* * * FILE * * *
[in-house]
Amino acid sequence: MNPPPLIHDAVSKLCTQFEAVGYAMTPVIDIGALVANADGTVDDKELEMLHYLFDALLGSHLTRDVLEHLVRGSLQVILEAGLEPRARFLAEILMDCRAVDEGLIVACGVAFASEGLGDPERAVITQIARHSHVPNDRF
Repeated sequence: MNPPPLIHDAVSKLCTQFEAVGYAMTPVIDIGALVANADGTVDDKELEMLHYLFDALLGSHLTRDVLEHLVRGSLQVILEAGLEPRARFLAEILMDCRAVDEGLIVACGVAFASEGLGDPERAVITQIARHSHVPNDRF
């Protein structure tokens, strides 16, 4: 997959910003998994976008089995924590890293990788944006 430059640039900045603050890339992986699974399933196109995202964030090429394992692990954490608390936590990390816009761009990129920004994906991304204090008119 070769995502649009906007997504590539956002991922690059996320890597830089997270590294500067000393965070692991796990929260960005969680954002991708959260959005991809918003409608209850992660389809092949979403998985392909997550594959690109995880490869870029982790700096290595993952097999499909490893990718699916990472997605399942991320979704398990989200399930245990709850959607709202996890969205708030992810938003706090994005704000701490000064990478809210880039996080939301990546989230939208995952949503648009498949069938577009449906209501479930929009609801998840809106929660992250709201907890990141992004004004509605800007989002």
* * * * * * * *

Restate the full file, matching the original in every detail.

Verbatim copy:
[in-house]
Amino acid sequence: MNPPPLIHDAVSKLCTQFEAVGYAMTPVIDIGALVANADGTVDDKELEMLHYLFDALLGSHLTRDVLEHLVRGSLQVILEAGLEPRARFLAEILMDCRAVDEGLIVACGVAFASEGLGDPERAVITQIARHSHVPNDRF
Repeated sequence: MNPPPLIHDAVSKLCTQFEAVGYAMTPVIDIGALVANADGTVDDKELEMLHYLFDALLGSHLTRDVLEHLVRGSLQVILEAGLEPRARFLAEILMDCRAVDEGLIVACGVAFASEGLGDPERAVITQIARHSHVPNDRF
């Protein structure tokens, strides 16, 4: 997959910003998994976008089995924590890293990788944006 430059640039900045603050890339992986699974399933196109995202964030090429394992692990954490608390936590990390816009761009990129920004994906991304204090008119 070769995502649009906007997504590539956002991922690059996320890597830089997270590294500067000393965070692991796990929260960005969680954002991708959260959005991809918003409608209850992660389809092949979403998985392909997550594959690109995880490869870029982790700096290595993952097999499909490893990718699916990472997605399942991320979704398990989200399930245990709850959607709202996890969205708030992810938003706090994005704000701490000064990478809210880039996080939301990546989230939208995952949503648009498949069938577009449906209501479930929009609801998840809106929660992250709201907890990141992004004004509605800007989002």